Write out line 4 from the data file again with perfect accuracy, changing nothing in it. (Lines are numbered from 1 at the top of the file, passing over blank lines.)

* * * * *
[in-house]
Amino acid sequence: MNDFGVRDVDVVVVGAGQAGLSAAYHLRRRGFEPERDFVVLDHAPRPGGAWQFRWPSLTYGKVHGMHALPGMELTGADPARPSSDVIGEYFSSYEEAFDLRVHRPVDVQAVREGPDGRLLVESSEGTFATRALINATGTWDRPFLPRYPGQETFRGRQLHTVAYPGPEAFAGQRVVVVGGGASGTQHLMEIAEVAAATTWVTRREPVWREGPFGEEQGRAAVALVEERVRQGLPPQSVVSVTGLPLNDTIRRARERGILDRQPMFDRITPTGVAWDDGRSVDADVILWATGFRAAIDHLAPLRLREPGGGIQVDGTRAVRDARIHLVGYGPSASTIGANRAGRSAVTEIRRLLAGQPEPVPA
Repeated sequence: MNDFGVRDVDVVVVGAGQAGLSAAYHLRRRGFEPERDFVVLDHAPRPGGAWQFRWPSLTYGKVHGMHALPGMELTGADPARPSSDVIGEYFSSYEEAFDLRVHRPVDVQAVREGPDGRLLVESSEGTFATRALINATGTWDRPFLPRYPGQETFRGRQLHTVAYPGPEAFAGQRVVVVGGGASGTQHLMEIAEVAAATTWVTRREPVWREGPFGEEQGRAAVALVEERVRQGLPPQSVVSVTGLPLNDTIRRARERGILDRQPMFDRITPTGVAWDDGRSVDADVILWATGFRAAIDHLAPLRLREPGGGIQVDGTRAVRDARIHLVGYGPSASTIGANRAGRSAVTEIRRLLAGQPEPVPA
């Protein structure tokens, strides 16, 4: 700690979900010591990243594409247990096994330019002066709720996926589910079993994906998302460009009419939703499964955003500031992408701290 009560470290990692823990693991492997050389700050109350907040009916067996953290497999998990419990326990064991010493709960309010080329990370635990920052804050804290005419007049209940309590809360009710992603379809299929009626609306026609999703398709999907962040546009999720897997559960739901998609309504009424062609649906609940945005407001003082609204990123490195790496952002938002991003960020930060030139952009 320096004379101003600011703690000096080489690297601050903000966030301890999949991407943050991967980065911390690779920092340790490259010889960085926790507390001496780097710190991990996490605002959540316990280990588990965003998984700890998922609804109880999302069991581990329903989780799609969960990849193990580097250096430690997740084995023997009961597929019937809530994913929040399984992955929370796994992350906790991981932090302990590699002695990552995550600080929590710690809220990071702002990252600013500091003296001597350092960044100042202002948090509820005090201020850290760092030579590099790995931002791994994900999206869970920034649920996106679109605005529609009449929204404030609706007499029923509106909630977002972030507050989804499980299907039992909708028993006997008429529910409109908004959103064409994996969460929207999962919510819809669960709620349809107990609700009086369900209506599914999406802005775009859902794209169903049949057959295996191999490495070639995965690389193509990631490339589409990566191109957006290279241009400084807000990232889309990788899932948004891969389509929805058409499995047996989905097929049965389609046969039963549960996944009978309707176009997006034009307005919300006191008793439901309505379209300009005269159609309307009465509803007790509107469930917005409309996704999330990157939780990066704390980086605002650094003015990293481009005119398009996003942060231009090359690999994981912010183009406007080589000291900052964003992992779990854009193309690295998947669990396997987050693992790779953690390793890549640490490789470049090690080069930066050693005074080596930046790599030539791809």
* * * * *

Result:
């Protein structure tokens, strides 16, 4: 700690979900010591990243594409247990096994330019002066709720996926589910079993994906998302460009009419939703499964955003500031992408701290 009560470290990692823990693991492997050389700050109350907040009916067996953290497999998990419990326990064991010493709960309010080329990370635990920052804050804290005419007049209940309590809360009710992603379809299929009626609306026609999703398709999907962040546009999720897997559960739901998609309504009424062609649906609940945005407001003082609204990123490195790496952002938002991003960020930060030139952009 320096004379101003600011703690000096080489690297601050903000966030301890999949991407943050991967980065911390690779920092340790490259010889960085926790507390001496780097710190991990996490605002959540316990280990588990965003998984700890998922609804109880999302069991581990329903989780799609969960990849193990580097250096430690997740084995023997009961597929019937809530994913929040399984992955929370796994992350906790991981932090302990590699002695990552995550600080929590710690809220990071702002990252600013500091003296001597350092960044100042202002948090509820005090201020850290760092030579590099790995931002791994994900999206869970920034649920996106679109605005529609009449929204404030609706007499029923509106909630977002972030507050989804499980299907039992909708028993006997008429529910409109908004959103064409994996969460929207999962919510819809669960709620349809107990609700009086369900209506599914999406802005775009859902794209169903049949057959295996191999490495070639995965690389193509990631490339589409990566191109957006290279241009400084807000990232889309990788899932948004891969389509929805058409499995047996989905097929049965389609046969039963549960996944009978309707176009997006034009307005919300006191008793439901309505379209300009005269159609309307009465509803007790509107469930917005409309996704999330990157939780990066704390980086605002650094003015990293481009005119398009996003942060231009090359690999994981912010183009406007080589000291900052964003992992779990854009193309690295998947669990396997987050693992790779953690390793890549640490490789470049090690080069930066050693005074080596930046790599030539791809």